Perhaps you’ve heard that old talking point about pet owners living longer than those silly non-pet owners. Okay, so it’s not just a talking point. The science adds up. Health benefits include lower stress, reduced chance of depression, a lower risk of heart disease, and even those that can’t be quantified, such as providing people with a shared sense of community or comfort. Sure, a lot of that is because we tend to get more exercise when we have pets — especially dog owners.
That might be why dog owners seem to be happier than cat owners.
A General Social Survey found that nearly 60 percent of American households owned a pet in 2018. No surprise there. But what you might find surprising is that 36 percent of respondents who owned a dog declared themselves “very happy.” As opposed to 32 percent of respondents that define themselves as very happy — with no pets at all.
Turns out that while having a dog might make you feel happier, it doesn’t appear to make that much of a difference. That’s surprise number one. But the bigger surprise is that people were actually less happy with a dog and cat combo — 28 percent — or only a cat; 18 percent. Owning a cat is worse than having no pets at all! And owning both a cat and dog could also make you noticeably less happy than those who don’t have a pet!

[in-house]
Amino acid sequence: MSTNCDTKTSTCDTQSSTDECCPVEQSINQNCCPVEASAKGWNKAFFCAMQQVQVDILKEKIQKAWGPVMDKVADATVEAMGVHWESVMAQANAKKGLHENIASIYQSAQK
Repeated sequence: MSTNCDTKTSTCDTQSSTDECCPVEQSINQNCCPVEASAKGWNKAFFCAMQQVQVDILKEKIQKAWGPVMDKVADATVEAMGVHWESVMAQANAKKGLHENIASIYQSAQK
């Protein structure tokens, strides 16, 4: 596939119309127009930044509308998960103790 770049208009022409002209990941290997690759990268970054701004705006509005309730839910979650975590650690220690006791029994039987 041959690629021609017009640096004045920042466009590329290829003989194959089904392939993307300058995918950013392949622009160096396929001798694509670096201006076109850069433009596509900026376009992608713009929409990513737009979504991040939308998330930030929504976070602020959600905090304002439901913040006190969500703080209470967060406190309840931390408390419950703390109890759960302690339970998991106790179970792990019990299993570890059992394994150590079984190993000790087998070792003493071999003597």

Admittedly, more research needs to be done before a solid foundation of fact can exist. That’s just the way science works. Hypothesis doesn’t become fact until the results have been replicated with different experimenters. But still, there’s reason to consider opting for only a dog over a cat and dog or just a cat.
But there are probably other reasons that provide a direct link, rather than just what kind of pet you might own. For example, the same survey discovered a link to being married and owning a dog — i.e. you’re way more likely to own a mutt once you’ve tied the knot and had a couple of kids. Cat owners, on the other hand, are more likely to be single and live alone (probably not what cat owners wanted to hear, but it’s the truth).
What does this say about pets and overall happiness?
First, social relationships remain important — they’re the foundation of living long, healthy lives. Once you’ve found the right man or woman for you, then it could be beneficial to hunker down, have kids, or adopt a dog. On top of that, start getting outside for more exercise! All of these are the keys to staying happy and healthy.